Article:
tell stories, for he is quite miserably yet and is not fit for duty, though he is improving. . . . Last night, with a mild south wind, we had a singular example of the stopping of sound. Our batteries near the plank road, some three miles off, may usually be heard with perfect distinctness; not only the guns, but the explosion of the shells; and the replies of the Rebels also. At night we can see the shells going over, by the burning fuse, that looks like a flying spark. The deception is very singular in the dark, for, though the shell may be passing at the rate of 1200 feet a second, in the distance the fuse seems to go slowly and in a stately curve. This is because 1200 feet looks very small, three miles away, and the eye gets an idea of rapidity by the space travelled over in a given time. Well, last night, they opened a somewhat brisk discharge of mortar shells from both sides; but though we could see them go through the sky and burst below, not the faintest sound reached the ear! At other times these same guns will sound quite close to us. I could cite many such contrasts. I rode forth with good Duke Humphrey, to see the dress-parade in the 9th Corps. That and the 5th, not being in the immediate presence of the enemy, have a good chance for drill. The 9th Corps, in particular, have gone into the evolutions to an alarming extent, an exercise which, like Wistar's balsam of wild cherry, can't do harm and may do good. Around General Parke's Headquarters there is a chronic beating of drums and fifing of fifes and playing of bands. We sat some time and watched the drilling; it was quite fun to see them double-quicking here, and marching there, and turning up in unexpected positions. At last the gallant Colonel McLaughlen, after many intricate manoeuvres, charged and took a sutler's tent, and the brigade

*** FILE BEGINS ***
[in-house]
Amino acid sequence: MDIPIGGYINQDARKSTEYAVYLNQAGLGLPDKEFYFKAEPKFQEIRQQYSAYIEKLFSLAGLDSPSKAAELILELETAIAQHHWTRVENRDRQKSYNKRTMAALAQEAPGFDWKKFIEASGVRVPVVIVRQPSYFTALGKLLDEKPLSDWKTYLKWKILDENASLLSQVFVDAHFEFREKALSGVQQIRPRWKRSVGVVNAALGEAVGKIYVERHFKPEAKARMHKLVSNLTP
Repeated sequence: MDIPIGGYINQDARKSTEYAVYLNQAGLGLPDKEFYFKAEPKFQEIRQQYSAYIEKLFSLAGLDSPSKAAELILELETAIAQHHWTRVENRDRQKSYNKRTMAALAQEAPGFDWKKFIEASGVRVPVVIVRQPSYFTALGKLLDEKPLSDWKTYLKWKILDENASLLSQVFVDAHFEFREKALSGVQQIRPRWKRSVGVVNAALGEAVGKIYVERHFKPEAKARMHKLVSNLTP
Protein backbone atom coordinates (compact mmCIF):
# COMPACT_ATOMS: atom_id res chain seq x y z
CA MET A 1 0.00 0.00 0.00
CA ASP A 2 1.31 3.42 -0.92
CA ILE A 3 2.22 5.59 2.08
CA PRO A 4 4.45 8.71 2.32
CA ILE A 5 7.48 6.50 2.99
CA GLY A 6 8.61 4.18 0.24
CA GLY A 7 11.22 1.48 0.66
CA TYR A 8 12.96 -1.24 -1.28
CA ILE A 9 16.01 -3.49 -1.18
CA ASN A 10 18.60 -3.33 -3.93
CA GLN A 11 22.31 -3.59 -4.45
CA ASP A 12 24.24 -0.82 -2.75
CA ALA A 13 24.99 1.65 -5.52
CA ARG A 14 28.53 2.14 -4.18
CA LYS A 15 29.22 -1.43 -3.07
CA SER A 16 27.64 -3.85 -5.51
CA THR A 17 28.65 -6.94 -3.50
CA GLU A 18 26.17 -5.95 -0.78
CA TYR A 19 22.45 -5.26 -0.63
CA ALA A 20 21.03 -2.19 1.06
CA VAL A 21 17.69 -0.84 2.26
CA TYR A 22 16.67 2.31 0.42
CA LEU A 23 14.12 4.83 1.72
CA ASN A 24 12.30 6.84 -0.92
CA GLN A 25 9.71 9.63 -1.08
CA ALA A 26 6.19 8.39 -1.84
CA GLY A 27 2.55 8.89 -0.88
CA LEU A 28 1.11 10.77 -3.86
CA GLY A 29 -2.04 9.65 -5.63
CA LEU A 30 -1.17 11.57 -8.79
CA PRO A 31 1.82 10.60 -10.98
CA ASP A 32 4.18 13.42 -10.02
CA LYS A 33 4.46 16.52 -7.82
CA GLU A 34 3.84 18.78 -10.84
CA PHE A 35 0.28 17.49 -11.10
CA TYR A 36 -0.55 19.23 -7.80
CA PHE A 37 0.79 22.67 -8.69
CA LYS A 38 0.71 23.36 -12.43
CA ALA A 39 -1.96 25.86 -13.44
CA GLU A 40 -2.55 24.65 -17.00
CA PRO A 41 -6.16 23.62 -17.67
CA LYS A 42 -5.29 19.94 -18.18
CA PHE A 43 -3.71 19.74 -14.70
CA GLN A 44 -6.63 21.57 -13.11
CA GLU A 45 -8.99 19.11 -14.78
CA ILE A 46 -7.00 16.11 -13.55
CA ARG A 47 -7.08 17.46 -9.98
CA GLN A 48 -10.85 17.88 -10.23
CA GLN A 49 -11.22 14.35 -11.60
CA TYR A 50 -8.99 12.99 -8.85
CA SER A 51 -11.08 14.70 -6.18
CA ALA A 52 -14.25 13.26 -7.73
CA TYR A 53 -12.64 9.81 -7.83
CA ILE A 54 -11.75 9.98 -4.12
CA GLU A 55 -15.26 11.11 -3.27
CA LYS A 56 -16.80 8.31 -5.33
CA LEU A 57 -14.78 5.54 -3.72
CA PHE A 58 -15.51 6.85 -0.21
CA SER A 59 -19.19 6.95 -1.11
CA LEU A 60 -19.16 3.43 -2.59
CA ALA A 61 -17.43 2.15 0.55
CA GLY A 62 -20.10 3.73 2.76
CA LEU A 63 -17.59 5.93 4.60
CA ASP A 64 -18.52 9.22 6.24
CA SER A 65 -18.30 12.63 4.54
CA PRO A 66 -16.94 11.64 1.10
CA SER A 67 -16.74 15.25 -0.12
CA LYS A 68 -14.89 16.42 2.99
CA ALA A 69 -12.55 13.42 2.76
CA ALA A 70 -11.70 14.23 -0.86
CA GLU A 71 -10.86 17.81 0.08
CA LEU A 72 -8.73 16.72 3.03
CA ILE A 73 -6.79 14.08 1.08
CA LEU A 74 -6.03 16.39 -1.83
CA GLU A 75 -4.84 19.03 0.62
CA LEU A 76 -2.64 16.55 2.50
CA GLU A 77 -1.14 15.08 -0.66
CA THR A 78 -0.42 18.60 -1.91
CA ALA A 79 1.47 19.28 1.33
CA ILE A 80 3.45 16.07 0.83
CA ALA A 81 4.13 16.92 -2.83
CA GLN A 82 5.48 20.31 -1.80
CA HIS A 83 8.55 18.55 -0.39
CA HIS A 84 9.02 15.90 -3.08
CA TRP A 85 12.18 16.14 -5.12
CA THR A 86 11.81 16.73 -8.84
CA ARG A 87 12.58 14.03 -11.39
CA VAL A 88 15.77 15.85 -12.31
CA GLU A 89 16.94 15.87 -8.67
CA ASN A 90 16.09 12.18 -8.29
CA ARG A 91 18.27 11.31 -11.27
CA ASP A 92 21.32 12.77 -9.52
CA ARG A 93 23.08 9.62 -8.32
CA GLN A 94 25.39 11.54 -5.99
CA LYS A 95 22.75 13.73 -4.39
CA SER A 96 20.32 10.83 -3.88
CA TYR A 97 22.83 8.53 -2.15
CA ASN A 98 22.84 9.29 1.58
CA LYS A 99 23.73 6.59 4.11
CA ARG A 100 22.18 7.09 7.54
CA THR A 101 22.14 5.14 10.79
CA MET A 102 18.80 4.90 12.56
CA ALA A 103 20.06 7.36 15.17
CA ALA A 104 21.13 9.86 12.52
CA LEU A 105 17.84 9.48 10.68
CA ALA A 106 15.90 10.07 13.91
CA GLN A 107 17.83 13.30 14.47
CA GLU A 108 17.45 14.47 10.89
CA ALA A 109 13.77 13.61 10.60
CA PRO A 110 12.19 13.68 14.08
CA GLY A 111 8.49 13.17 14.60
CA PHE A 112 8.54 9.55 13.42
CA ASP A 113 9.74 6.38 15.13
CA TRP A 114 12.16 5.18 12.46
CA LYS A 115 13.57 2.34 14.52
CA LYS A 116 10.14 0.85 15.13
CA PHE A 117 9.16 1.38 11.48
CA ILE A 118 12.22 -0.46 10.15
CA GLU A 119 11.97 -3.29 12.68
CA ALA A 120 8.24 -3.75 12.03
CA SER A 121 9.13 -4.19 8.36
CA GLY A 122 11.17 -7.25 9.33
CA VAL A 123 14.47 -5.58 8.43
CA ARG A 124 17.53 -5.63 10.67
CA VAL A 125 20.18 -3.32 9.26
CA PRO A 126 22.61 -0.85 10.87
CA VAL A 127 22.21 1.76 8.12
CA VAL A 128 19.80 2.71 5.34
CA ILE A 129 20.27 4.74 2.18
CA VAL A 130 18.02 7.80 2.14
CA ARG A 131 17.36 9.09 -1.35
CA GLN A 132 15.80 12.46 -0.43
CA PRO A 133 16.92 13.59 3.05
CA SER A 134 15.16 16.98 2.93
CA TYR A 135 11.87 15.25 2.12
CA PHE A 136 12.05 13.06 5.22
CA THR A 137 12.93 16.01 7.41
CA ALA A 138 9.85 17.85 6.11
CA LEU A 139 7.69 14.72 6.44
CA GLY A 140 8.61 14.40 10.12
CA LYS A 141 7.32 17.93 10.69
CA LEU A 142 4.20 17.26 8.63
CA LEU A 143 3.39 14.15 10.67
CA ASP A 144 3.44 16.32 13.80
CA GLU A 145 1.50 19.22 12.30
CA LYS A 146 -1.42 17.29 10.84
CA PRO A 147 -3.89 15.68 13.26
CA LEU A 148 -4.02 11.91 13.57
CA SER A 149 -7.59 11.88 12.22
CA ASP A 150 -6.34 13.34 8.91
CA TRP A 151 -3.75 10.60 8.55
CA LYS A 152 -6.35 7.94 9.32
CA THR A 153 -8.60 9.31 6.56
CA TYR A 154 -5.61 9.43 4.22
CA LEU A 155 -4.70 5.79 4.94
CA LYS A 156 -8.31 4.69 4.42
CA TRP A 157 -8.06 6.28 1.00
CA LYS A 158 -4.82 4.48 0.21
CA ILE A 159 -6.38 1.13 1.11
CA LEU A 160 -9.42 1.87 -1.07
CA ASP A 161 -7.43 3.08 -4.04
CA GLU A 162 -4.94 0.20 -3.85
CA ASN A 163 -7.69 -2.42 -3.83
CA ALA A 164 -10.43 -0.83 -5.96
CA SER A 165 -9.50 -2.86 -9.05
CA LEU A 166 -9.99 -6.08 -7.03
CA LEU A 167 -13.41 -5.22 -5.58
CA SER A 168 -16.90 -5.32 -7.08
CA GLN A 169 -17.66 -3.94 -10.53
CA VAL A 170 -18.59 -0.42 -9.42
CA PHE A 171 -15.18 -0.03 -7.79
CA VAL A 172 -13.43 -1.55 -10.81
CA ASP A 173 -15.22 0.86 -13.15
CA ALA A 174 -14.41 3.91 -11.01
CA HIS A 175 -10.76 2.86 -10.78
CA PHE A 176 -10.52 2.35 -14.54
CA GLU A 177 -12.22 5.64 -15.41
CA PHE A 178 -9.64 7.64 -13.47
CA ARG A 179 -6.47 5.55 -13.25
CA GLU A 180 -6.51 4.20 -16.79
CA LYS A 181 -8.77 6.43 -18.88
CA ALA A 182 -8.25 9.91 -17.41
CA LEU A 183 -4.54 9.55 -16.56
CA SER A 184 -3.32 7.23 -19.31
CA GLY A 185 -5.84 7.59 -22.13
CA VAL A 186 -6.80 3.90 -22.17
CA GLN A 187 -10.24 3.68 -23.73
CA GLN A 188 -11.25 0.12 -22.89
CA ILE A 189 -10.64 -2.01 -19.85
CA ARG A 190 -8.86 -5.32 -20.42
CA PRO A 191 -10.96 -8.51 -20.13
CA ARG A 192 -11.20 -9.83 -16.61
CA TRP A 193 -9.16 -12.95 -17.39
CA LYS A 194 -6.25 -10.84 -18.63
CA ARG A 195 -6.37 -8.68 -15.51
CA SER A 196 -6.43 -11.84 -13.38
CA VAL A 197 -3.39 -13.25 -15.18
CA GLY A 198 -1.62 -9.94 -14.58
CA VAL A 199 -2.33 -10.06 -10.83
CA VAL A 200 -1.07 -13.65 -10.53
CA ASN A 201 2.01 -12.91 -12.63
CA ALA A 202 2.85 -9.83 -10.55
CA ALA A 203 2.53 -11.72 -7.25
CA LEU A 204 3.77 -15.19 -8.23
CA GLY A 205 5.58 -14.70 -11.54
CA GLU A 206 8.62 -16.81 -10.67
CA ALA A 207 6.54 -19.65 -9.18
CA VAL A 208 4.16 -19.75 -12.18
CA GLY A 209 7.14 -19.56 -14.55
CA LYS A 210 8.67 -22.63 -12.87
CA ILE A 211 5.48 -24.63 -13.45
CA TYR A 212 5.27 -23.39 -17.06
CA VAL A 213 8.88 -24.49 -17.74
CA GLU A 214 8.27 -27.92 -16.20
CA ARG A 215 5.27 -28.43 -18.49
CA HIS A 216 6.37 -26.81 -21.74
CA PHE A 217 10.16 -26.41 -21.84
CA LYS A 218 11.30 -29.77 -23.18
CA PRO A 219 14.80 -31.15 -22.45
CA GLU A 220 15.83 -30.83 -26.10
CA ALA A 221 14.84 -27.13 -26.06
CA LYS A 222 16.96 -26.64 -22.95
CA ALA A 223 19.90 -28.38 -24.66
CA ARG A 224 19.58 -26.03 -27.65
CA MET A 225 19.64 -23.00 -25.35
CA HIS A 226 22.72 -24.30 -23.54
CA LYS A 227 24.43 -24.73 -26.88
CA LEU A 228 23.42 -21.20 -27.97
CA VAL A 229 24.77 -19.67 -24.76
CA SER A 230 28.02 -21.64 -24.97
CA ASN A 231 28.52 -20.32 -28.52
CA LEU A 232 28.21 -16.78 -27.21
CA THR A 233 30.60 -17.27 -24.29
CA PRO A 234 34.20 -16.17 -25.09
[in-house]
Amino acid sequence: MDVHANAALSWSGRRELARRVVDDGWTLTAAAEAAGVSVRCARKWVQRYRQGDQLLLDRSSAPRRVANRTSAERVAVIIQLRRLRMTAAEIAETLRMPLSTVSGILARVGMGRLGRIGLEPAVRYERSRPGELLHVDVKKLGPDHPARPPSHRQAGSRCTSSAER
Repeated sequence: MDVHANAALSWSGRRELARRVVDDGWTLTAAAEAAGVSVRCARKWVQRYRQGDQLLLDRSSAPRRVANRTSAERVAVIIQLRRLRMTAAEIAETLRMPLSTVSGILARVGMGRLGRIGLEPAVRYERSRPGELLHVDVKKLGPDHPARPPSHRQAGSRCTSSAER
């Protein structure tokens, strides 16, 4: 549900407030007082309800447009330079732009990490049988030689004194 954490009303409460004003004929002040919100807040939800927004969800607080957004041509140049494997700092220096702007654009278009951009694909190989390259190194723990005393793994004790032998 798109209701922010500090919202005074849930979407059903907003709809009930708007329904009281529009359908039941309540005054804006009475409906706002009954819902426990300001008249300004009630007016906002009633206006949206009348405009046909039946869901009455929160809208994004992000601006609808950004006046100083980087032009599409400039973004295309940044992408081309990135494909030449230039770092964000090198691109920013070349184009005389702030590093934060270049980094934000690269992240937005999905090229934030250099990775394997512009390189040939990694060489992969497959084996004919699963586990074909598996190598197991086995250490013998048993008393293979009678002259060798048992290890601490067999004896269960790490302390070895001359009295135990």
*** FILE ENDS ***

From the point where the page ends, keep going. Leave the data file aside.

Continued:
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Table of Contents:
I. First months
IV . Cold Harbor
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